As Brann writes, “Prohibiting certification of the election results would not reinstate the Individual Plaintiffs’ right to vote. It would simply deny more than 6.8 million people their right to vote.”
If the Trump campaign were correct that Pennsylvania violated the Constitution by only notifying some voters of the need to cure errors in their absentee ballots, then the proper remedy is to give all voters who needed to cure their ballots an opportunity to do so. It’s not to disenfranchise millions. “The answer to invalidated ballots,” Brann writes, “is not to invalidate millions more.”
Brann’s opinion repeatedly slams Trump’s lawyers for incompetence
Judicial opinions are typically staid documents that avoid direct criticism of legal advocates — both as a professional courtesy and because judges typically want to avoid giving the impression that their disregard for a particular lawyer may have influenced their decision. But Judge Brann clearly believes that Trump’s lawyers behaved egregiously in his courtroom, and that this conduct is worth noting repeatedly in his opinion.
Early in his opinion, Brann summarizes the lawsuit in ten damning words: “Plaintiffs ask this Court to disenfranchise almost seven million voters.” The mere fact that Trump’s lawyers would even request such as thing is audacious. As Brann notes, “this Court has been unable to find any case in which a plaintiff has sought such a drastic remedy in the contest of an election, in terms of the sheer volume of votes asked to be invalidated.”
And yet, Trump’s lawyers did not come to court with any evidence or legal authorities that could justify such a result. “One might expect that when seeking such a startling outcome, a plaintiff would come formidably armed with compelling legal arguments and factual proof of rampant corruption,” Brann writes. But “that has not happened. Instead, this Court has been presented with strained legal arguments without merit and speculative accusations, unpled in the operative complaint and unsupported by evidence.”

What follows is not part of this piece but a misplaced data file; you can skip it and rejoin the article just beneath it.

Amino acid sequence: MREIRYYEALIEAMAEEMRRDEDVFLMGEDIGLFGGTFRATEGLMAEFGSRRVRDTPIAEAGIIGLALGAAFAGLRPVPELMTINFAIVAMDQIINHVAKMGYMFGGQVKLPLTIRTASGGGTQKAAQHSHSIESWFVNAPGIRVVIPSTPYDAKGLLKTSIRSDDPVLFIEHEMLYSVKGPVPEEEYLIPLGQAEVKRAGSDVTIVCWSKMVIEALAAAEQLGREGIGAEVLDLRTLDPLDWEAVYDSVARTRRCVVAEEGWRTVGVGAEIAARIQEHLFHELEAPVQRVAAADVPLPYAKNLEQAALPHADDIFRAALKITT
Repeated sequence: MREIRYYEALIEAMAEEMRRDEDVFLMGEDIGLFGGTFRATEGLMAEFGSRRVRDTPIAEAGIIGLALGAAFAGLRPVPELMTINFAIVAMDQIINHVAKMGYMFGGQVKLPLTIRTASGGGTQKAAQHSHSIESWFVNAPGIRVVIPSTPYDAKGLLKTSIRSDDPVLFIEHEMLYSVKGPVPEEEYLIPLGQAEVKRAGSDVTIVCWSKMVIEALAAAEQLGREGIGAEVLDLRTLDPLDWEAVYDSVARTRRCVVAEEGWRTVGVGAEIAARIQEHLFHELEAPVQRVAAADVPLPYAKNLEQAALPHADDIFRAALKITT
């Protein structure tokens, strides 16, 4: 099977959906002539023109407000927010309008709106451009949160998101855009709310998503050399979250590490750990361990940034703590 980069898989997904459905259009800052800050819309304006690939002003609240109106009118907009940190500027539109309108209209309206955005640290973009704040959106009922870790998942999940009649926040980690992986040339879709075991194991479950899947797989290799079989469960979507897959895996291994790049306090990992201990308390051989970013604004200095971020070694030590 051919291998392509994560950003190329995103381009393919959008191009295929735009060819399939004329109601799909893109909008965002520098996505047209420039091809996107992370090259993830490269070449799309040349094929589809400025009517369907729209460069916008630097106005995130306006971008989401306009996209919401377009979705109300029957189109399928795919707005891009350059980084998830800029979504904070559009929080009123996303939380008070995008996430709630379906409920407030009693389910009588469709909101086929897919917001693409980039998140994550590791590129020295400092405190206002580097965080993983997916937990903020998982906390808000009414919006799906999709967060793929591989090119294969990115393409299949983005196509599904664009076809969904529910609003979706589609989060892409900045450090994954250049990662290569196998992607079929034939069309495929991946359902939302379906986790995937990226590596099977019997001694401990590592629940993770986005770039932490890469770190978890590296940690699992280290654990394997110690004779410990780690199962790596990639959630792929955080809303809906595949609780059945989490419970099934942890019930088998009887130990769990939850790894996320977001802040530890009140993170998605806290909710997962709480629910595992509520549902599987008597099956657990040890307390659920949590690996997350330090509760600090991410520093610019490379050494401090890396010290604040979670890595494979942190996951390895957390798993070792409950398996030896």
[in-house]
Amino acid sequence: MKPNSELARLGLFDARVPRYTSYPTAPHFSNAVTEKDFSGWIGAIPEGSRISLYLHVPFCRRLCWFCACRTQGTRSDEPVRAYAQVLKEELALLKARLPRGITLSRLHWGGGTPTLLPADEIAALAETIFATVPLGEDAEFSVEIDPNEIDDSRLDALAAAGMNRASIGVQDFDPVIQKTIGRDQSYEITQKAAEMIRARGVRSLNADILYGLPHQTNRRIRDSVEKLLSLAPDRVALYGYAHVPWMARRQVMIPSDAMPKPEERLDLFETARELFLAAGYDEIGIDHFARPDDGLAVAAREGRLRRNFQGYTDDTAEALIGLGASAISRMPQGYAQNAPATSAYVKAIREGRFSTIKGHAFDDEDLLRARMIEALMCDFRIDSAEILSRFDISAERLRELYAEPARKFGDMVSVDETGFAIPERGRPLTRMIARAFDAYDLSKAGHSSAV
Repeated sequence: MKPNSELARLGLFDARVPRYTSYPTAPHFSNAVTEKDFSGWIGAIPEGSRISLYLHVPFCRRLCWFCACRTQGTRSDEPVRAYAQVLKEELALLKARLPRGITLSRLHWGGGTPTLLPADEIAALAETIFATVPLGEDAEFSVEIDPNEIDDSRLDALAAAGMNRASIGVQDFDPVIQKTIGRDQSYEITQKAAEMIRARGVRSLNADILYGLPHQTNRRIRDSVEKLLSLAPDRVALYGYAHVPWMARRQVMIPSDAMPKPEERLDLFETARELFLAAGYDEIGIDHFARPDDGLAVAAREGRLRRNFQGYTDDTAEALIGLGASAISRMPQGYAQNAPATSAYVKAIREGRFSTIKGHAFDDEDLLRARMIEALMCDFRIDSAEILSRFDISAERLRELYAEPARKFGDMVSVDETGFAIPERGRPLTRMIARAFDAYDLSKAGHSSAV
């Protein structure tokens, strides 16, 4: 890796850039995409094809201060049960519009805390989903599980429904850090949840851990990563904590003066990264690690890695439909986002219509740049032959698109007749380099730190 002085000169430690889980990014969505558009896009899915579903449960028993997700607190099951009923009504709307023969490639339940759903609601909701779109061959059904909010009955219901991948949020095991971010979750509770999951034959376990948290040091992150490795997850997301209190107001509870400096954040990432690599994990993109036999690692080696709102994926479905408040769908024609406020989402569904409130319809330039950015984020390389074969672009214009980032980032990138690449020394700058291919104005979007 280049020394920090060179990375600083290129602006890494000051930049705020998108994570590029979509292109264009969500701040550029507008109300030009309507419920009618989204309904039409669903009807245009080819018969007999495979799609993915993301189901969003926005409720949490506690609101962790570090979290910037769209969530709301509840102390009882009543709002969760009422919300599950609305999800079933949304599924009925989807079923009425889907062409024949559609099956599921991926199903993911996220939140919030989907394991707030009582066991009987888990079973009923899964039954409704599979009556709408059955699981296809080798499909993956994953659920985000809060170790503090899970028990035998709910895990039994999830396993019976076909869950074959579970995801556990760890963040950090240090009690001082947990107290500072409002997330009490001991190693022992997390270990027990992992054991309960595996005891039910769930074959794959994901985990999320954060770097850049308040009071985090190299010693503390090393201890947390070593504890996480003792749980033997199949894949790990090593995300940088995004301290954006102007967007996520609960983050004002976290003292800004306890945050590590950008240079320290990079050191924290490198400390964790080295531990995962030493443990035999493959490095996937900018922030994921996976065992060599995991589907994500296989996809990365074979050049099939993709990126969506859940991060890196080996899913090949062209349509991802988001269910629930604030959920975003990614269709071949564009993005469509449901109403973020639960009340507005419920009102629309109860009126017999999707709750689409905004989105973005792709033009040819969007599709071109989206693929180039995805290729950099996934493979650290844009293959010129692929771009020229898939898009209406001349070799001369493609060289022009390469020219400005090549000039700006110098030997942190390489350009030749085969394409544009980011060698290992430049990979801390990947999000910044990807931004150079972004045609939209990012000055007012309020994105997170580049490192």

Brann also spends an entire section of his opinion describing the game of musical chairs that Trump’s lawyers appeared to play while they were actively litigating the Boockvar case. “Plaintiffs have made multiple attempts at amending the pleadings, and have had attorneys both appear and withdraw in a matter of seventy-two hours,” he writes. On the eve of oral argument, Trump attempted to replace his entire legal team. Giuliani was added to the team on the same day as the hearing where the former New York City mayor appeared unfamiliar with basic aspects of the case.
At other points in his opinion, Brann calls out the Trump legal team’s inability to explain essential parts of their legal argument. In order to bring a case in federal court, for example, a plaintiff must show that they were injured in some way by the defendant — a requirement known as “standing.” Yet, as Brann writes, “the standing inquiry as to the Trump Campaign is particularly nebulous because neither in the [campaign’s amended complaint] nor in its briefing does the Trump Campaign clearly assert what its alleged injury is.”
That led Judge Brann to “embark on an extensive project of examining almost every case cited to by Plaintiffs to piece together the theory of standing as to this Plaintiff – the Trump Campaign.”
Thus, despite the harsh rhetoric in his opinion, Brann was extraordinarily generous to the Trump campaign and its lawyers. Rather than simply taking the incompetent arguments that were presented to him and rejecting them out of hand, the judge took the time to construct a coherent version of Trump’s arguments — and then he rejected that better version.
I could continue to beat this horse, but it’s already dead. Election law professor Rick Hasen said of Giuliani’s appearance in Brann’s courtroom, “I’ve never seen worse lawyering in an election law case in my life.” And Brann’s opinion makes it clear just how bad the Trump campaign’s lawyering was.